Even when the school previously celebrated his three national championship teams, he wouldn’t come back to hear the cheers. The man who fired him, Myles Brand, died of cancer in 2009. Knight still refused to go back. Three years ago, when radio host Dan Patrick pointed out to Knight that most of the leadership that was at the school when he was fired was gone, Knight said, “I hope they’re all dead.”
When Patrick said some of them were, Knight said, “I hope the rest of them go.”
That was classic Knight: never wrong about anything, never moving past a fight and always — always — having the last word. Even with someone who had been dead for eight years.
The last time Knight coached an Indiana team at Assembly Hall was Feb. 29, 2000, when the Hoosiers beat the Boilermakers, 79-65, to raise their record to 20-6. That turned out to be the last of Knight’s 662 victories at IU. Indiana lost its regular season finale at Wisconsin, then lost to Illinois in the first round of the Big Ten tournament and went down meekly, 77-57, to Pepperdine in the first round of the NCAA tournament.
As it turned out, that was a humbling end to a glorious 29-year tenure. Five months later, Brand, the school president, fired Knight after a series of incidents that began that March with former player Neil Reed saying Knight had choked him during practice, Knight denying it happened and former assistant coach Ron Felling releasing a tape that showed Knight with his hand on Reed’s neck.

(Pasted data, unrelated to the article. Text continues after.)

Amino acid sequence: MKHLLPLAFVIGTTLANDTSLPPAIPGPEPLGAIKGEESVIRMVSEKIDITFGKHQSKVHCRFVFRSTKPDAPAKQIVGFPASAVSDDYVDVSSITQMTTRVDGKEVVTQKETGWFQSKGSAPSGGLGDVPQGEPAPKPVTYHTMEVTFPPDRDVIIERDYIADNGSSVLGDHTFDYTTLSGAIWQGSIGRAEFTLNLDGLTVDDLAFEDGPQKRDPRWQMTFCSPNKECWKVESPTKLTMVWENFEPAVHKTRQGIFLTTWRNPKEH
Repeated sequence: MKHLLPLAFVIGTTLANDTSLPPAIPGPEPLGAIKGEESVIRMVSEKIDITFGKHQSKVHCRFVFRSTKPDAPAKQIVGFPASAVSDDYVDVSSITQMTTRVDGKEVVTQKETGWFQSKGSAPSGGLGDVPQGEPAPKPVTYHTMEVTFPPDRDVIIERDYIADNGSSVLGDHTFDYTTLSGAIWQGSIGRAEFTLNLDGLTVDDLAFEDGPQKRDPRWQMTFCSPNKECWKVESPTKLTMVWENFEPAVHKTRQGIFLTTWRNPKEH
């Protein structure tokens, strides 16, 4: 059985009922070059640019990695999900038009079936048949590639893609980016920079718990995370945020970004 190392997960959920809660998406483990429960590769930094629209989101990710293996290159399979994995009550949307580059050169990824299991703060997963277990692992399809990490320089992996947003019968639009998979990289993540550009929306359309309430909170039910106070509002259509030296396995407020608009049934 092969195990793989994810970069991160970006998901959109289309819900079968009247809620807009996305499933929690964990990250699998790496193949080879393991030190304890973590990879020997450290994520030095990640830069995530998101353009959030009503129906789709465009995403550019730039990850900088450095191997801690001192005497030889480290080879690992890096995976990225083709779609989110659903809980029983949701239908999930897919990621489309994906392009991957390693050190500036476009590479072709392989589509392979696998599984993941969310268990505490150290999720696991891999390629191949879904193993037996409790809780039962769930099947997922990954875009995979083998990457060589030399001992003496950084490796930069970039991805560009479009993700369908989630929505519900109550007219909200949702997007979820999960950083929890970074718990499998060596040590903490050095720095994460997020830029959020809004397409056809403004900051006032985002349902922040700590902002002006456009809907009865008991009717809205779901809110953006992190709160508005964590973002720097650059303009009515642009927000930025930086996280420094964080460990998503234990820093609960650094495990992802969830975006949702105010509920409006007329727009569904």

Knight’s firing led to Brand being burned in effigy by Indiana students and outcry from many Indiana fans and alumni. Knight went on to coach at Texas Tech, where he broke Dean Smith’s record of 879 wins as a Division I college coach, finishing with 902. That mark has since been surpassed by former Knight player and assistant coach Mike Krzyzewski and Syracuse Coach Jim Boeheim.
Although Knight had success at Texas Tech — four NCAA tournaments and two Sweet 16s in seven seasons — seeing him there made me sad. Even though Texas Tech made the national championship game a year ago under Chris Beard, a protege of Knight’s son Patrick, it is no more a basketball school than Indiana is a football school. When Knight was closing in on Smith’s record, Texas Tech took out newspaper ads practically begging fans to come to the games to see Knight make history.
In Indiana, Knight loved the passion people had for Hoosiers basketball. During the 1985-86 season I spent with him to research what became the book “A Season on the Brink,” Indiana held a preseason scrimmage in Fort Wayne. The building sold out.
“No one else can do this,” Knight said as we walked onto the court that night and the crowd stood and screamed his name. “You think Purdue could do this? Maybe Kentucky, maybe North Carolina. Maybe. That’s the entire list. There’s nothing like the passion for Indiana basketball.”
That’s what made Knight’s self-imposed banishment from IU so sad. He had to keep getting the last word. And so he appeared at Purdue. He did fan forums near the school but not at the school.